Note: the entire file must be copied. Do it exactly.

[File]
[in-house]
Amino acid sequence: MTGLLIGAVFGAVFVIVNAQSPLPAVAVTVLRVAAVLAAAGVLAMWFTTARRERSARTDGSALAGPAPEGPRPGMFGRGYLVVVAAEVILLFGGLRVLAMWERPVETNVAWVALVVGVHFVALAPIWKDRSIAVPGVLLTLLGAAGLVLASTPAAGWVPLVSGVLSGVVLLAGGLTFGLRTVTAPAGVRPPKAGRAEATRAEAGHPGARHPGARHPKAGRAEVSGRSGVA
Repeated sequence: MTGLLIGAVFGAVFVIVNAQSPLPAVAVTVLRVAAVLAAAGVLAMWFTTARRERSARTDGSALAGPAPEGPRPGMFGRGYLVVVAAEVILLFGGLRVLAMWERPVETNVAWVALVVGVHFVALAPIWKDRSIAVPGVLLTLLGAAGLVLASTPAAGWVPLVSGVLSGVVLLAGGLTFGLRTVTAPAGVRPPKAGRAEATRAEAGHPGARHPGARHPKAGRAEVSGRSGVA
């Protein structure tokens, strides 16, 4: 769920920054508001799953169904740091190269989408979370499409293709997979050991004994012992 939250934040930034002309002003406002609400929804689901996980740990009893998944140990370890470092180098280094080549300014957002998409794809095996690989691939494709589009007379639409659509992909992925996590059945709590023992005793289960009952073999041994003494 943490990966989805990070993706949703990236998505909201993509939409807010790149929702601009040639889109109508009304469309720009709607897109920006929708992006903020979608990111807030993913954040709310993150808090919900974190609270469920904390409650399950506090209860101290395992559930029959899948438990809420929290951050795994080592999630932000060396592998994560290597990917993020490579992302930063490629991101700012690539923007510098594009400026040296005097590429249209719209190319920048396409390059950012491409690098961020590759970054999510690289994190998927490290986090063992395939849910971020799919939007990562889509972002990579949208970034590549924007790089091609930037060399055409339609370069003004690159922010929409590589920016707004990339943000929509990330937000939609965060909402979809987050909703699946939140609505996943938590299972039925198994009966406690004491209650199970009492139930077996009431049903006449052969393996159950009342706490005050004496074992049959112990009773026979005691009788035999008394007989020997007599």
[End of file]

[in-house]
Amino acid sequence: MTGLLIGAVFGAVFVIVNAQSPLPAVAVTVLRVAAVLAAAGVLAMWFTTARRERSARTDGSALAGPAPEGPRPGMFGRGYLVVVAAEVILLFGGLRVLAMWERPVETNVAWVALVVGVHFVALAPIWKDRSIAVPGVLLTLLGAAGLVLASTPAAGWVPLVSGVLSGVVLLAGGLTFGLRTVTAPAGVRPPKAGRAEATRAEAGHPGARHPGARHPKAGRAEVSGRSGVA
Repeated sequence: MTGLLIGAVFGAVFVIVNAQSPLPAVAVTVLRVAAVLAAAGVLAMWFTTARRERSARTDGSALAGPAPEGPRPGMFGRGYLVVVAAEVILLFGGLRVLAMWERPVETNVAWVALVVGVHFVALAPIWKDRSIAVPGVLLTLLGAAGLVLASTPAAGWVPLVSGVLSGVVLLAGGLTFGLRTVTAPAGVRPPKAGRAEATRAEAGHPGARHPGARHPKAGRAEVSGRSGVA
């Protein structure tokens, strides 16, 4: 769920920054508001799953169904740091190269989408979370499409293709997979050991004994012992 939250934040930034002309002003406002609400929804689901996980740990009893998944140990370890470092180098280094080549300014957002998409794809095996690989691939494709589009007379639409659509992909992925996590059945709590023992005793289960009952073999041994003494 943490990966989805990070993706949703990236998505909201993509939409807010790149929702601009040639889109109508009304469309720009709607897109920006929708992006903020979608990111807030993913954040709310993150808090919900974190609270469920904390409650399950506090209860101290395992559930029959899948438990809420929290951050795994080592999630932000060396592998994560290597990917993020490579992302930063490629991101700012690539923007510098594009400026040296005097590429249209719209190319920048396409390059950012491409690098961020590759970054999510690289994190998927490290986090063992395939849910971020799919939007990562889509972002990579949208970034590549924007790089091609930037060399055409339609370069003004690159922010929409590589920016707004990339943000929509990330937000939609965060909402979809987050909703699946939140609505996943938590299972039925198994009966406690004491209650199970009492139930077996009431049903006449052969393996159950009342706490005050004496074992049959112990009773026979005691009788035999008394007989020997007599």